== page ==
Τετάρτη, 4 Ιανουαρίου 2012

Lord Byron: The celebrity diet icon

Another new year and another host of celebrity dieters, but it's not a modern phenomenon. Lord Byron was one of first diet icons and helped kick off the public's obsession with how celebrities lose weight, says historian Louise Foxcroft.
Lord Byron



There has never been any shortage of celebrities who have followed diets, endorsed them or tried to sell us one of their own devising, even back as far as the 1800s.
The "mad, bad, and dangerous to know" Lord Byron was thought of as the embodiment of the ethereal poet, but he actually had a "morbid propensity to fatten". Like today's celebrities, he worked hard to maintain his figure.
At Cambridge University, his horror of being fat led to a shockingly strict diet, partly to get thin and partly to keep his mind sharp. Existing on biscuits and soda water or potatoes drenched in vinegar, he wore woolly layers to sweat off the pounds and measured himself obsessively. Then he binged on huge meals, finishing off with a necessarily large dose of magnesia.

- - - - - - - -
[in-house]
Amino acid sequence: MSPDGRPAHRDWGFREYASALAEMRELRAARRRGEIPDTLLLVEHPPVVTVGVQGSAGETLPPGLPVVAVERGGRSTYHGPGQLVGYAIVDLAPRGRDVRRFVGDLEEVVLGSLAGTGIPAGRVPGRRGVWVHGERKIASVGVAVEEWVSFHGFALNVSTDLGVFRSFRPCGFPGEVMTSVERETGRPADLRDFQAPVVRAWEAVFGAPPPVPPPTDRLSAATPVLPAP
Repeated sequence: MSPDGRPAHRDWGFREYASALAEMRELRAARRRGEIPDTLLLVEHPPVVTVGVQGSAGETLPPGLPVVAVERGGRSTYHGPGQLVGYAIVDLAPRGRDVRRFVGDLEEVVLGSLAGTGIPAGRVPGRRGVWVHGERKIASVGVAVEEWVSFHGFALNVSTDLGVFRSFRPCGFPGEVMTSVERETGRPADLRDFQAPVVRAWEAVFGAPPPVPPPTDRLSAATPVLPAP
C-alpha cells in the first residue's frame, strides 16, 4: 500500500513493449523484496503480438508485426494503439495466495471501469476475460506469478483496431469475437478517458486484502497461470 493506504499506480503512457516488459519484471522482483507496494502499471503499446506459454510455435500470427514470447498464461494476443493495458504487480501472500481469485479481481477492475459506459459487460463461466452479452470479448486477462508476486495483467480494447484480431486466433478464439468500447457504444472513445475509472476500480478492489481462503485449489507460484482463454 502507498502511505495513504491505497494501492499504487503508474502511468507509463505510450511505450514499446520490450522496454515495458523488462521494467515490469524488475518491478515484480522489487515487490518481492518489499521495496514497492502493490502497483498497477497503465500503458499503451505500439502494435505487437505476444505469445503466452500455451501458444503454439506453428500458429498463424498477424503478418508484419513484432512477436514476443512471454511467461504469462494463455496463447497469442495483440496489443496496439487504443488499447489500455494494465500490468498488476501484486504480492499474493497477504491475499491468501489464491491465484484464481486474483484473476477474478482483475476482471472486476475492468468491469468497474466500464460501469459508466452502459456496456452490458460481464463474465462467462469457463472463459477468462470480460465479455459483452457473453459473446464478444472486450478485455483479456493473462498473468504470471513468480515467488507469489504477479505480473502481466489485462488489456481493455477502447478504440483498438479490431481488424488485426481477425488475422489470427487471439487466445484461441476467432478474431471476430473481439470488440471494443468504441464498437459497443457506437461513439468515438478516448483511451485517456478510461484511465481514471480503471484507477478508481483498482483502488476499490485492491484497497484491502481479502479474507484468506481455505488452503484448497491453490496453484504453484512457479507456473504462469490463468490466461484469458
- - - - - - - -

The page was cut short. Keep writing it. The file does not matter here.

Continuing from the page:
Ιn 1806 Byron weighed 13st 12lbs (88kg), but he was under 9st by 1811 (57kg) - a huge weight loss of nearly 5st (32kg). We know all this from records at Berry Bros & Rudd, a wine merchants of St James's, London.
Here, stylish men-about-town weighed themselves on hanging scales, as personal bathroom scales were an early 20th Century phenomenon. The Regency dandy, Beau Brummell, weighed himself there over 40 times between 1815 and 1822. He went down from 12st 10lbs (81kg) to 10st 13lbs (69kg).
At the infamous Villa Diodati on Lake Geneva, in 1816, Byron was living on just a thin slice of bread and a cup of tea for breakfast and a light vegetable dinner with a bottle or two of seltzer water tinged with Vin de Grave. In the evening he stretched to a cup of green tea, but certainly took no milk or sugar.
To suppress the inevitable hunger pangs, he smoked cigars. By 1822, he had starved himself into a very poor state of health, even though he knew that obsessive dieting was "the cause of more than half our maladies".

Because of Byron's huge cultural influence, there was a great deal of worry about the effect his dieting was having on the youth of the day. Dr George Beard attacked the popular Victorian association between scanty eating and delicacy of mind because impressionable Romantics were restricting themselves to vinegar and rice to get the fashionably thin and pale look.

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